Acoustical Issues -- New School Construction

Hear -- Listen - Learn - Grow

   Many cities and towns are facing increasing student populations, in older, outdated buildings. In response, new or renovated schools are being planned which integrate the best of current educational programs. The environmental and physical design of the new school should reflect its intended modes of instruction. Oftentimes, a high performing school is organized around small, responsive and supportive group learning settings.

   The educational specifications may wisely recognize the importance of the sense of sound to the learning process. This can be expressed by the need for a high quality acoustical environment in all of the schoolís key instructional areas. Special acoustic requirements that should be considered include sound isolation in the classrooms, adjoining resource rooms and group spaces for each grade level cluster, the noise control and performance space needs of the gym and/or cafetorium, and the instructional and performance functions of music program classrooms.

   Additional considerations may be given to the acoustical quality of meeting spaces, large and small, distributed throughout the school, which can be important resources for group learning activities. These may include small cluster meeting rooms, cluster foyers and the cafetorium. These spaces will be forums for significant student, faculty, family and community events, and the importance of a good acoustical environment for verbal communication is a key issue. Effective speaking and listening in these spaces must be addressed for traditional unamplified speech, as well as for state-of-the-art multimedia presentations.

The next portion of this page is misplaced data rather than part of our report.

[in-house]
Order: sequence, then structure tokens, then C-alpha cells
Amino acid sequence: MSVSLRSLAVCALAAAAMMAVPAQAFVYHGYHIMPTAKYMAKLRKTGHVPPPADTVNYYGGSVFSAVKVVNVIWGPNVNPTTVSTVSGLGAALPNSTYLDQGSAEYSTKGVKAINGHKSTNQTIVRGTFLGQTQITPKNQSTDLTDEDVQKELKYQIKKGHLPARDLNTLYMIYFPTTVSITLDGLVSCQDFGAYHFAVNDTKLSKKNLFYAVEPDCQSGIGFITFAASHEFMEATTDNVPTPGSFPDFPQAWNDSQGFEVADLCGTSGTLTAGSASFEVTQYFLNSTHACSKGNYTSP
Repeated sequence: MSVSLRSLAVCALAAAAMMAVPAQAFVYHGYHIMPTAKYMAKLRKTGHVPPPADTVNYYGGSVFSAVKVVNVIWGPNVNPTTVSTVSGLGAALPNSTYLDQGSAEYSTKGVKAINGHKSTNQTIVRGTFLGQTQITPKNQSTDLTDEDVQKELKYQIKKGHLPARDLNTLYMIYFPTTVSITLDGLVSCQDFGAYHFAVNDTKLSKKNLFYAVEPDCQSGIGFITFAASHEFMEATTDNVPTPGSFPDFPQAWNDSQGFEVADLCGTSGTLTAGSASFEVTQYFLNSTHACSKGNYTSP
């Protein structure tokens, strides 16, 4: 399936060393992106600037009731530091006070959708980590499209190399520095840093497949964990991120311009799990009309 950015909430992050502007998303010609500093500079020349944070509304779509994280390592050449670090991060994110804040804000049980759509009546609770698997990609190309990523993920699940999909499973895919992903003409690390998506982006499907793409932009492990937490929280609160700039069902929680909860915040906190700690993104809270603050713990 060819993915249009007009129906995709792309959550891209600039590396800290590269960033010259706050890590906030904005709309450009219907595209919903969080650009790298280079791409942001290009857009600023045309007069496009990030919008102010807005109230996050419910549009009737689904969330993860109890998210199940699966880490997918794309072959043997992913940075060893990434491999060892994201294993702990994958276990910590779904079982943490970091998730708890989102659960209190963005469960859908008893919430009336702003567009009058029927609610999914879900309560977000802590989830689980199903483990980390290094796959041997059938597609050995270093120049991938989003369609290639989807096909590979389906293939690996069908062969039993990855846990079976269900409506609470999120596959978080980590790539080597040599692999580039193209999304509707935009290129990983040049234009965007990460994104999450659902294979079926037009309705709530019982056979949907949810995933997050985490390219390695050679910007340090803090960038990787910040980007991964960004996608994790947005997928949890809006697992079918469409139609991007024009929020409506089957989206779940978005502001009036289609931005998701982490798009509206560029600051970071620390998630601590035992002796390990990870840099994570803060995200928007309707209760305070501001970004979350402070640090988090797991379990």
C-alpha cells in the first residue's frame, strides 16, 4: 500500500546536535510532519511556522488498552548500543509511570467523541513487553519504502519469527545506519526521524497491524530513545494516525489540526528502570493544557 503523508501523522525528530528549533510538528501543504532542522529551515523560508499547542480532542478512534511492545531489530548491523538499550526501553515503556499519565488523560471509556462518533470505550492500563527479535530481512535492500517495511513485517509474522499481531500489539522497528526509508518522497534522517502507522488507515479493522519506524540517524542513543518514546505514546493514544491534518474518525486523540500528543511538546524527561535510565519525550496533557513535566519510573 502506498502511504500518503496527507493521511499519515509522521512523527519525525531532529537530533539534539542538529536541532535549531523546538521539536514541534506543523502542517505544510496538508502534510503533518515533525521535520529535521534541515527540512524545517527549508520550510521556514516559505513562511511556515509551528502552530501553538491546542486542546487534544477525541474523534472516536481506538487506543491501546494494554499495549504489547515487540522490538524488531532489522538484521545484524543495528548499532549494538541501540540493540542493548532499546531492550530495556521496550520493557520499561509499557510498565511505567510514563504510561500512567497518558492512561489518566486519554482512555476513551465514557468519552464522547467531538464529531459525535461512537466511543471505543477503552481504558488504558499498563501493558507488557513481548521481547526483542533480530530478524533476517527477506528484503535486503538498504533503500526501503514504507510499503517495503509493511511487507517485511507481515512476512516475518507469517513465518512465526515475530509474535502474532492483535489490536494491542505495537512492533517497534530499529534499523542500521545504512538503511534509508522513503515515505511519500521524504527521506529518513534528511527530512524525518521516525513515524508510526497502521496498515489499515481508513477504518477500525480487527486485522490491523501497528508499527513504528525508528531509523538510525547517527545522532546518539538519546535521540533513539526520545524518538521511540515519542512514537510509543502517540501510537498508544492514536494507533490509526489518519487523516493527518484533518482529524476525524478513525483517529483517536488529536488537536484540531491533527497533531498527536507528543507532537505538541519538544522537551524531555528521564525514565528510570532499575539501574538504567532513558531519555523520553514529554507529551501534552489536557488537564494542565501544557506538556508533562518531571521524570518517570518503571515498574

Another factor contributing to the general sense of high quality and supportiveness in the school environment must be a consistently low noise level throughout the school. This quality must extend from the classrooms, through the hallways and foyers, and into the cafetorium, gymnasium and library/media center. Careful attention to acoustical issues will be a key element in providing the most effective and successful learning environment possible.

   Brooks Acoustics Corporation would be pleased to be included on the new school design team, and to contribute to such an important and exciting project. We bring many years of experience in acoustical design for school and institutional environments.

   In addition, we at BAC are earnest participants in the latest research and activity on classroom acoustics and its effect on the learning environment. Our principal engineer is a member of the American National Standards Institute (ANSI) Working Group which was charged by the US Access Board with developing acoustical design and performance standards for educational spaces. These standard requirements could be included in the Americans with Disabilities Act (ADA) Guidelines for schools in the near future. All those with a stake in the school would surely benefit from BACís cutting edge experience in this arena.

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